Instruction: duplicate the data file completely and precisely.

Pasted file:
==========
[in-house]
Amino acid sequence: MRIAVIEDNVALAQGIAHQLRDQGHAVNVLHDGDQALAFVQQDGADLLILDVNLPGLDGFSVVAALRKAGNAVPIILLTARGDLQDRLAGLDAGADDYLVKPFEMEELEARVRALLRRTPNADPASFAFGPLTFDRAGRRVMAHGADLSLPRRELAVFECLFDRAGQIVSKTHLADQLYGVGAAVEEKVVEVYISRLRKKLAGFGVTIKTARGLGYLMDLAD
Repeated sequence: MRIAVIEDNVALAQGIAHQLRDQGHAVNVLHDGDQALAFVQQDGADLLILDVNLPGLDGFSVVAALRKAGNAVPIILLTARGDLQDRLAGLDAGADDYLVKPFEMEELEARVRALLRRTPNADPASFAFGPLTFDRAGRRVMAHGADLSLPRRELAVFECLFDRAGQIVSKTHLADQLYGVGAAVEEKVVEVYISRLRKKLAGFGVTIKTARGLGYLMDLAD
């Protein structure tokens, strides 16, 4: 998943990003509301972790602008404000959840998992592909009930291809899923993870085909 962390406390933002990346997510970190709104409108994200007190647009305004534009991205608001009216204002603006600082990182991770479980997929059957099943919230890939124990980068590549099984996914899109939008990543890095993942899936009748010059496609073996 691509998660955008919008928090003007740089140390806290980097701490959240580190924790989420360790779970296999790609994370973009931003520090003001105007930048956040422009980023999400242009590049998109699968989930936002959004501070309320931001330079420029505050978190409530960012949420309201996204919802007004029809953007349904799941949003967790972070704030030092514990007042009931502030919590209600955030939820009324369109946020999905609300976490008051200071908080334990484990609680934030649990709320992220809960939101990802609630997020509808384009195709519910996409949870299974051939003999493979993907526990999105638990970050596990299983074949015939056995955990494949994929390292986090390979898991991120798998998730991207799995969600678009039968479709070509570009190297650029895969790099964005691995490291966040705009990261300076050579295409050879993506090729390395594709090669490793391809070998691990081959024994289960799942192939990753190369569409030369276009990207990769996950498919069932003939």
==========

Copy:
[in-house]
Amino acid sequence: MRIAVIEDNVALAQGIAHQLRDQGHAVNVLHDGDQALAFVQQDGADLLILDVNLPGLDGFSVVAALRKAGNAVPIILLTARGDLQDRLAGLDAGADDYLVKPFEMEELEARVRALLRRTPNADPASFAFGPLTFDRAGRRVMAHGADLSLPRRELAVFECLFDRAGQIVSKTHLADQLYGVGAAVEEKVVEVYISRLRKKLAGFGVTIKTARGLGYLMDLAD
Repeated sequence: MRIAVIEDNVALAQGIAHQLRDQGHAVNVLHDGDQALAFVQQDGADLLILDVNLPGLDGFSVVAALRKAGNAVPIILLTARGDLQDRLAGLDAGADDYLVKPFEMEELEARVRALLRRTPNADPASFAFGPLTFDRAGRRVMAHGADLSLPRRELAVFECLFDRAGQIVSKTHLADQLYGVGAAVEEKVVEVYISRLRKKLAGFGVTIKTARGLGYLMDLAD
């Protein structure tokens, strides 16, 4: 998943990003509301972790602008404000959840998992592909009930291809899923993870085909 962390406390933002990346997510970190709104409108994200007190647009305004534009991205608001009216204002603006600082990182991770479980997929059957099943919230890939124990980068590549099984996914899109939008990543890095993942899936009748010059496609073996 691509998660955008919008928090003007740089140390806290980097701490959240580190924790989420360790779970296999790609994370973009931003520090003001105007930048956040422009980023999400242009590049998109699968989930936002959004501070309320931001330079420029505050978190409530960012949420309201996204919802007004029809953007349904799941949003967790972070704030030092514990007042009931502030919590209600955030939820009324369109946020999905609300976490008051200071908080334990484990609680934030649990709320992220809960939101990802609630997020509808384009195709519910996409949870299974051939003999493979993907526990999105638990970050596990299983074949015939056995955990494949994929390292986090390979898991991120798998998730991207799995969600678009039968479709070509570009190297650029895969790099964005691995490291966040705009990261300076050579295409050879993506090729390395594709090669490793391809070998691990081959024994289960799942192939990753190369569409030369276009990207990769996950498919069932003939």